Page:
A report commissioned by the Federal Government has recommended that 82 infrastructure projects slated to be completed under the previous government’s $120 billion Infrastructure Investment Program be cancelled.
Commissioned in May by Minister for Infrastructure, Transport, Regional Development and Local Government Catherine King after being endorsed by National Cabinet in late April, the 140-page final report of the Independent Review of the National Partnership Agreement on Land Transport Infrastructure Projects described the previous government’s plan as undeliverable.
It has recommended a raft of cuts to or rescoping of projects not yet commenced to reduce risk to the budget and pressures on inflation.
Ms King said the decisions on which projects to proceed with and which ones to cancel were made in consultation with the states and territories. The government now has a “forward plan of projects that are properly planned and targeted to unlock significant economic, social and environmental objectives”.
In other cases, separate projects located along strategic national freight routes will now be grouped into corridors, an approach it says will allow states and territories to more flexibly manage project delivery schedules according to their priorities.
The review says the projects that will be cancelled “were not realistically going to be delivered with the funding available, have made little to no progress over a significant amount of time, and … do not align with Commonwealth or state and territory priorities”.
The review says, “This has led to a clogged infrastructure pipeline that does not reflect current market capacity, particularly when considering that forecast Infrastructure Investment Program expenditure is projected to continue growing over the forward estimates and that the current pipeline of projects carries over $32.8 billion in identified cost pressures”.
“The 10-year pipeline of projects cannot be delivered within the $120 billion allocation, even with current contributions from jurisdictions,” it says.
“The Australian Government cannot afford within the current program settings to meet the identified cost pressures, nor add any new projects for delivery to the pipeline in the next 10 years, without significant changes taking immediate effect.
The review, prepared by Professor Jane Halton, makes 15 key recommendations.
It says 100 projects that are not yet under construction should proceed, 56 projects that are not yet under construction should proceed but with the caveat that the review has identified risks that need to be satisfactorily addressed prior to delivery, 36 projects that are not yet under construction should be rescoped with complete planning and detailed costings, and 82 projects which are not yet under construction should be “ceased”.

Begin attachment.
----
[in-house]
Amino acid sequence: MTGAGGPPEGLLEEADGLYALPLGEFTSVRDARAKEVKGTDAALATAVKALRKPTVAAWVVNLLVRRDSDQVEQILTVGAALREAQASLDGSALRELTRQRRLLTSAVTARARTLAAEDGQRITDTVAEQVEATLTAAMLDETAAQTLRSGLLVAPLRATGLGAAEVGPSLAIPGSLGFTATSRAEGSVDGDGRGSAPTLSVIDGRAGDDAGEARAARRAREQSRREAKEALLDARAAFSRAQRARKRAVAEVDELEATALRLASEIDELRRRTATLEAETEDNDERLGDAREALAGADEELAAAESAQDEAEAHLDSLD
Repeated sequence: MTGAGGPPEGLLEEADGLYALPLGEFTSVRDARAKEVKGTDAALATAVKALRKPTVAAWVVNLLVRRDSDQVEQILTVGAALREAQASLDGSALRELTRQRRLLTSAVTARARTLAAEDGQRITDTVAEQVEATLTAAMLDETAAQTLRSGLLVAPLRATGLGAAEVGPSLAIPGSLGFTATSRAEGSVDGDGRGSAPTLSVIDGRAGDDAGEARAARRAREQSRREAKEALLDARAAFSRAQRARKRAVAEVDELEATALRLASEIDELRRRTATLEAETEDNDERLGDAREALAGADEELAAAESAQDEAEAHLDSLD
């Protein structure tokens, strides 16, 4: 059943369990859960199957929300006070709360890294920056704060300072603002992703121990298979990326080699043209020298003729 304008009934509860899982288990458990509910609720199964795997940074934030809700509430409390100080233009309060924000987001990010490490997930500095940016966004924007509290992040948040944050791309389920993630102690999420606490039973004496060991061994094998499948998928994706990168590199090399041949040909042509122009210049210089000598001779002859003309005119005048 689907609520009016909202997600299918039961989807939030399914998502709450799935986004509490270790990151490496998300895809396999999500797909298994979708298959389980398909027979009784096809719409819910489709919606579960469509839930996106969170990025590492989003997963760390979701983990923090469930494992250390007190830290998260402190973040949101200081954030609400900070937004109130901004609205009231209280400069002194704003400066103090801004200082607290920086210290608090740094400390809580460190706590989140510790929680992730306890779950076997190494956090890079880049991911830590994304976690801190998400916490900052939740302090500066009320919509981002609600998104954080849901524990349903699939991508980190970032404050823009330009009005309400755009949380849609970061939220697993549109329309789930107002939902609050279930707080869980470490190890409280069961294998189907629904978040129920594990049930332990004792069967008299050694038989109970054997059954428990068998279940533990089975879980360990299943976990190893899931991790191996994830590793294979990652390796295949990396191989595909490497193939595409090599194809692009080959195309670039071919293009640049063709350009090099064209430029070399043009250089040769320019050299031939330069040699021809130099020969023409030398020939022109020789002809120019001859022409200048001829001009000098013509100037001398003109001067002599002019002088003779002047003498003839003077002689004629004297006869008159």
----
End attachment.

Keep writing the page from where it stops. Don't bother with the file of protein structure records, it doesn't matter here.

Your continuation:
It further recommends that from 2024-25, states and territories, in consultation with local governments, develop and provide the Commonwealth with an annual infrastructure plan and that, based on that plan, the Department of Infrastructure, Transport, Regional Development, Communications and the Arts prepare national infrastructure advice for the Australian Government annually.
It says the Federal Government should implement a gateway assurance process for projects seeking federal funding before being added to the Infrastructure Investment Program and that an independent assurance process examines all project risks.
Speaking to the media yesterday (16 November), Ms King said, “Today is a very important day in reforming the Australian Government’s investment in the nation’s infrastructure to ensure that we’ve got a more integrated, strategic and sustainable and affordable approach. The government’s committed to delivering infrastructure Australia needs, creating jobs and growing the economy while not increasing pressure on inflation”.
“The review has made 15 recommendations, all of which the government has agreed to or agreed in principle to.
“At the start of the review, I said we would not cut funding from the $120 billion pipeline. It was not a savings exercise, and we have honoured that. All states and territories have maintained their funding in the pipeline that they previously had – not a single dollar less for any state or territory over the next 10 years.”
Despite the review and the minister saying the states and territories were consulted on the review, there appears to be some disquiet. Queensland Treasurer Cameron Dick said he “has not and will not cooperate to support Catherine King’s cut”, while Victoria has continued its publish stoush with the Commonwealth over how the Melbourne Airport rail link will be funded.
Ms King said no funding had been cut from Queensland and she will keep in contact with Mr Dick’s office to “continue to work with them”, while the delay to the Melbourne Airport link has been attributed to a dispute between state and federal entities over whether the airport station will be above or below ground.
A list of all the projects considered by the review is available here.